Theory of Bondage and Liberation

The process of liberation is freedom from this illusion, and it means that we look upon the body like the body sees the apple. This is the relation of superiority in which I am in control of the body. This liberated soul stops identifying with the body and gains control over it.

If the soul identifies with the body, it comes under the inferiority relationship in which the body demands food and the soul says “I am hungry”; the body demands sleep, and the soul says “I am sleepy”. Thus, the process of material entanglement involves the conversion of the superiority relation to a relationship of equality, which then becomes the inferiority relation, and by identifying with the body, the body gains complete control over the soul. Now, the materialist, under this inferiority relationship says: There is nothing other than the body.

The process of liberation is therefore very simple, and yet subtle: (1) I am not controlled by the body, (2) I am not identical to the body, and (3) I am the controller of this body. We transform the relationship between soul and body from inferiority and equality to the relationship of superiority. In that condition, we have an identity relation to the self, and this process is called self-realization.

Three Types of Consciousness

The idea that we are controlled by the body is called ‘materialism’. The idea that I am identical to the body (and there is no soul apart from the body) is called Buddhism. And the idea that I am identical to myself, and nothing else exists (other than the self) is called self-realization.

Thus, just based on the ideas of superiority, inferiority, and equality we can identify three kinds of consciousness—the materialist consciousness, the voidism consciousness, and the self-consciousness.

The materialist says that there is indeed consciousness, but it is produced from the body, or that consciousness is an effect or epiphenomena of material interactions. The voidist says that there is no such thing as body and consciousness; there is just conscious experience and we call that the body. The materialist is a realist, while the voidist is an idealist. In materialism, if you stop experiencing, the world still exists. In voidism, the end of the experience is the end of the world. Therefore, the voidist tries to end experience, which is called the end of reality.

The “Neither” Type of Consciousness

Vedic philosophy goes beyond these three states and identifies two more types of consciousness, which are paradoxical in nature.

The first type of consciousness is that which constitutes the neither superior, nor inferior, nor equal relationship. This relation is sometimes called śānta or “silent appreciation”. For example, the liberated soul, after gaining self-awareness and distinction from the body, directs its awareness toward God—the source of everything. He doesn’t consider himself equal to God, or inferior to God, or superior to God. He merely acknowledges the existence of God as the source of everything. Just as a fan might appreciate a great person, without saying that I’m equal to that person, that I’m a subordinate to that person, or I am superior to that person, similarly, in this state, God’s existence is recognized, somewhat dispassionately. This recognition of God—from a distance, and silently—constitutes the Brahman realization.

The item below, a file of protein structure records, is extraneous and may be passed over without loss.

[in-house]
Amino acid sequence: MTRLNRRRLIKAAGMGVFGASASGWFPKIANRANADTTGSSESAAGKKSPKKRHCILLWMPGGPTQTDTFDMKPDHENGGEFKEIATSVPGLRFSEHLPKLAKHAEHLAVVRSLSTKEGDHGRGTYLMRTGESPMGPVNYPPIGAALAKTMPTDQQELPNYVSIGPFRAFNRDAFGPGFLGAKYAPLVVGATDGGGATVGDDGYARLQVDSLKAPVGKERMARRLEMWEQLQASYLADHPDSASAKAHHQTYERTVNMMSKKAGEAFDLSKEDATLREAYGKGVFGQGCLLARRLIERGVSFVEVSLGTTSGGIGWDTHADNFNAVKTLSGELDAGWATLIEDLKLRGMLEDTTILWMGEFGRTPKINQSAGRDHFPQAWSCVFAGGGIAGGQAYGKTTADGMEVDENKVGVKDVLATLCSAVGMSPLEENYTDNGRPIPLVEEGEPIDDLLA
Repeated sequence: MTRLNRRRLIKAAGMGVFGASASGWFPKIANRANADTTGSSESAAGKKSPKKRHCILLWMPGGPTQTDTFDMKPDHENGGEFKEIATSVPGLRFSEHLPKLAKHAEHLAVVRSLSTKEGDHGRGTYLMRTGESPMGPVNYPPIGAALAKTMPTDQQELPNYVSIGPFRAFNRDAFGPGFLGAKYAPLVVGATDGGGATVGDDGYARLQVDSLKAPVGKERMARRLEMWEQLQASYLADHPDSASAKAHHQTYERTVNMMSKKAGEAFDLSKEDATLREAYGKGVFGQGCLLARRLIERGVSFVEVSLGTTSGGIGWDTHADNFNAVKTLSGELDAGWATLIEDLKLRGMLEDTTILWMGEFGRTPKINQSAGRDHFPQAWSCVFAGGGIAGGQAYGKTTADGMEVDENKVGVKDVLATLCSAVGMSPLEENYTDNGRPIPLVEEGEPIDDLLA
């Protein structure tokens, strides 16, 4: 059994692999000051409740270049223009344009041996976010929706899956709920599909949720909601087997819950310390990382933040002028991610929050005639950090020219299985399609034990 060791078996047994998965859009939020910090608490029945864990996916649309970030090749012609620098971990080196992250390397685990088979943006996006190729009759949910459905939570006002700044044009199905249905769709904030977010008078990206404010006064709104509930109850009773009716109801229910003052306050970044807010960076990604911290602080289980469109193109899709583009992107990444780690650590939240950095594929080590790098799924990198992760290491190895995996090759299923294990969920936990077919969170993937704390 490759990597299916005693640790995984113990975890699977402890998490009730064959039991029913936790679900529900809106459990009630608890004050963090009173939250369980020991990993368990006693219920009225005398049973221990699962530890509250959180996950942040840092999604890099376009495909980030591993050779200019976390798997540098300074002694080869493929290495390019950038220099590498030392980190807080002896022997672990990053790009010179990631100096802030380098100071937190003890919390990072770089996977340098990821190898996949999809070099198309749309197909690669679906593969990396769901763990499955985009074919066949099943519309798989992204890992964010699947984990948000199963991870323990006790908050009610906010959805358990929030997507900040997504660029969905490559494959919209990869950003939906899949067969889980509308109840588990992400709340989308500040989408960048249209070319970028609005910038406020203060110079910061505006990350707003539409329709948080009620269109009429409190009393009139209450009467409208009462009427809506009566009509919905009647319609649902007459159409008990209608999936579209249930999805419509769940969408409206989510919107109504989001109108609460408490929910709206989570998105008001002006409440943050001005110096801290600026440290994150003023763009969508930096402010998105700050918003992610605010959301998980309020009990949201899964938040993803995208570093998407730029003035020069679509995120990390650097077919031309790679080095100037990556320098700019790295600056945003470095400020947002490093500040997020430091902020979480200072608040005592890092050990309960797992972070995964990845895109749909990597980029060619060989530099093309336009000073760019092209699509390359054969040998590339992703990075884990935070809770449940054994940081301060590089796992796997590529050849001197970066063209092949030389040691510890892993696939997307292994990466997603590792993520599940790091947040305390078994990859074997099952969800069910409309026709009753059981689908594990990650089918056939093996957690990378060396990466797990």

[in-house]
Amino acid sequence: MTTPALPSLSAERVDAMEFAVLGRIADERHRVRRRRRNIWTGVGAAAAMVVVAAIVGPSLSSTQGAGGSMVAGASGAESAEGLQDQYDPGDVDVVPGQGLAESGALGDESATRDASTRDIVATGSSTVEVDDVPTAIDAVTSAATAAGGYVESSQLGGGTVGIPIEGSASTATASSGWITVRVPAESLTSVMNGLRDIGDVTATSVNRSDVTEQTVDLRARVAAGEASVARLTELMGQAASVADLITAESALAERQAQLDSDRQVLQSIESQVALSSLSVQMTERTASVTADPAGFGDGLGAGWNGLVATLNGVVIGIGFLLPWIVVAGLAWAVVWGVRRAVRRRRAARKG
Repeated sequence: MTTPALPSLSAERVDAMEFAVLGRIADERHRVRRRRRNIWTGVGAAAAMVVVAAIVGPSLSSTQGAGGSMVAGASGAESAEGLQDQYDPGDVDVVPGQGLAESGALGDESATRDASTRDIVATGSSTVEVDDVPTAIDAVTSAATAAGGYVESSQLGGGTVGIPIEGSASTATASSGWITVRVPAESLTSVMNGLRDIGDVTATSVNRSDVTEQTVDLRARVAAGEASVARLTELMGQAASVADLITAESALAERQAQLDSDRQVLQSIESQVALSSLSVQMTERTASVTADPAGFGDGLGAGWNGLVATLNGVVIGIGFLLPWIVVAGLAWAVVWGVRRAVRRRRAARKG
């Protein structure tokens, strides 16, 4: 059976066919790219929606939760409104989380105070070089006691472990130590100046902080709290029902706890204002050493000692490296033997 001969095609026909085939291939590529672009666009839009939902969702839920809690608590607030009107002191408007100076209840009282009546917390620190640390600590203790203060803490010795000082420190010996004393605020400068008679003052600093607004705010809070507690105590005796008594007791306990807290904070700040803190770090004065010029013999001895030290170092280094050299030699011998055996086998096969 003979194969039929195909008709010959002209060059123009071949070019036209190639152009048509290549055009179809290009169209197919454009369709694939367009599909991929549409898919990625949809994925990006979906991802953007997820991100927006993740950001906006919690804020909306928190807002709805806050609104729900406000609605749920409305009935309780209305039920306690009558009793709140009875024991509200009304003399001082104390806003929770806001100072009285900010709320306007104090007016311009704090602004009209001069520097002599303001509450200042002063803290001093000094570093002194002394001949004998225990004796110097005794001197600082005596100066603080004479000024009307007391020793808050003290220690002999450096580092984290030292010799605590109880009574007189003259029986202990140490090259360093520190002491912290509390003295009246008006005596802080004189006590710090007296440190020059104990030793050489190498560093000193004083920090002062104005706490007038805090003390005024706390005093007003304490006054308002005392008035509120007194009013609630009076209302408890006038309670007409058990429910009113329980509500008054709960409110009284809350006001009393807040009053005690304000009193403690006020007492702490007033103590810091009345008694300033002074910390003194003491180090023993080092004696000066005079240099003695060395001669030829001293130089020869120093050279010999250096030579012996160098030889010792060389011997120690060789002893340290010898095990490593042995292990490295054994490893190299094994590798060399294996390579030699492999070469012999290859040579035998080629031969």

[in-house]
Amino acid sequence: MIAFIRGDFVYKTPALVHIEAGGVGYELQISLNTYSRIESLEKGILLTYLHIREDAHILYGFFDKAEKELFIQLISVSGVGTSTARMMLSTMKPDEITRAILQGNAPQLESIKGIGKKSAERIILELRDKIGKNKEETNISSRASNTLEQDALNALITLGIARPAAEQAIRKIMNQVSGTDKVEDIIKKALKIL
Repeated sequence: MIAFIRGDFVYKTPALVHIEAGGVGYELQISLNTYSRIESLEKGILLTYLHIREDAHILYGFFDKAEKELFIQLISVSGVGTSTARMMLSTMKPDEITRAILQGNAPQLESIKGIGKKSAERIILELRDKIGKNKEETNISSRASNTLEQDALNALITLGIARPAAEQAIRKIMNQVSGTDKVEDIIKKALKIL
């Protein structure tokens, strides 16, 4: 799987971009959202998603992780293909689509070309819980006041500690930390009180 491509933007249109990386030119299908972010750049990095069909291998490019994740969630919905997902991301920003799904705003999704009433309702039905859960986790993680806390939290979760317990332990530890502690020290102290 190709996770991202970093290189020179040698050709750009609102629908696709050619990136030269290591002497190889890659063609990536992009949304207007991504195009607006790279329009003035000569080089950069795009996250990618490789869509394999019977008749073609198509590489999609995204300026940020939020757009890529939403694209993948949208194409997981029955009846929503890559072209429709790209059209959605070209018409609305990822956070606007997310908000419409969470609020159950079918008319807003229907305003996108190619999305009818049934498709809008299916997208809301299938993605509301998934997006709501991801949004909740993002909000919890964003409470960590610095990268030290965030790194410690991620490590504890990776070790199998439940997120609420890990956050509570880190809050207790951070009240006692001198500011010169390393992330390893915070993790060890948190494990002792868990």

Then there are many other types of relationships that vary upon the neither superior, nor inferior, nor equal relationships, but they are not as distant as the silent appreciation. We can compare these to the relationships between citizens, neighbors, colleagues, and distant relatives.

For example, the sālokya liberation is just like the affection between two citizens, but living far off. The sāmipya liberation is like being neighbors. The sārsti liberation is just like being professional colleagues. And the sārupya liberation is just like being distant relatives. In these relations, there is more affection than silent appreciation. But there is an absence of intimate relationships like those of lovers, friends, parents, or servants. Finally, there is also a relationship of equality which is confused as identity. In this relation, the soul merges into God and loses its identity. This is called the sāyujya-mukti. All these types of relationships are considered mukti or liberation from matter.

The “Both” Type of Consciousness

Then, there is a second type of paradoxical consciousness, which is simultaneously superior, inferior, and equal. This kind of relationship is one of romantic love between the Lord and His devotees. The lovers control each other, the lovers are controlled by each other, and the lovers are equal to each other. So, each lover is superior, inferior, and equal, and they are simultaneously superior, inferior, and equal.

Apart from this, there are relationships of superiority, inferiority, and equality, in which the simultaneity of the previous (romantic love) is absent. These are pure relations of superiority, inferiority, and equality. The relationship of superiority makes the soul a parent of the Lord. The relationship of inferiority makes the soul a servant of the Lord. And the relationship of equality makes the soul a friend of the Lord.

What is the Science of Consciousness?

Thus, immense variety in relationships is created from the basic three types of relationships as superior, inferior, and equal. The study of this variety is the “science” of consciousness. A true “theory” of consciousness requires a discussion of superior, inferior, and equal relationships which are about control rather than merely size or quantity, as the relations of injection, surjection, and bijection are in mathematics.

Unlike the physical and quantitative relationships of mathematics, the qualitative relationships create roles of lovers, parent-child, master-servant, friend, colleague, neighbor, distant fan, citizen, etc. Each role creates patterns of acceptable and unacceptable behaviors. In the material world, the concept of duty (or dharma) arises from the roles, which depend on the relationships. When someone indulges in unacceptable behaviors, there is karma, and the laws of nature then change the relationships—e.g., put us from a position of power and control, into a relationship where we lose the power of control. Thus, the description of relationships, roles, duties, and laws of behavior form a continuum of a new kind of science that lies beyond modern science, but it can be rational based on everyone’s experience of these phenomena.

Cite this article as:

Ashish Dalela, "The Relational Nature of Consciousness," in Shabda Journal, January 8, 2021,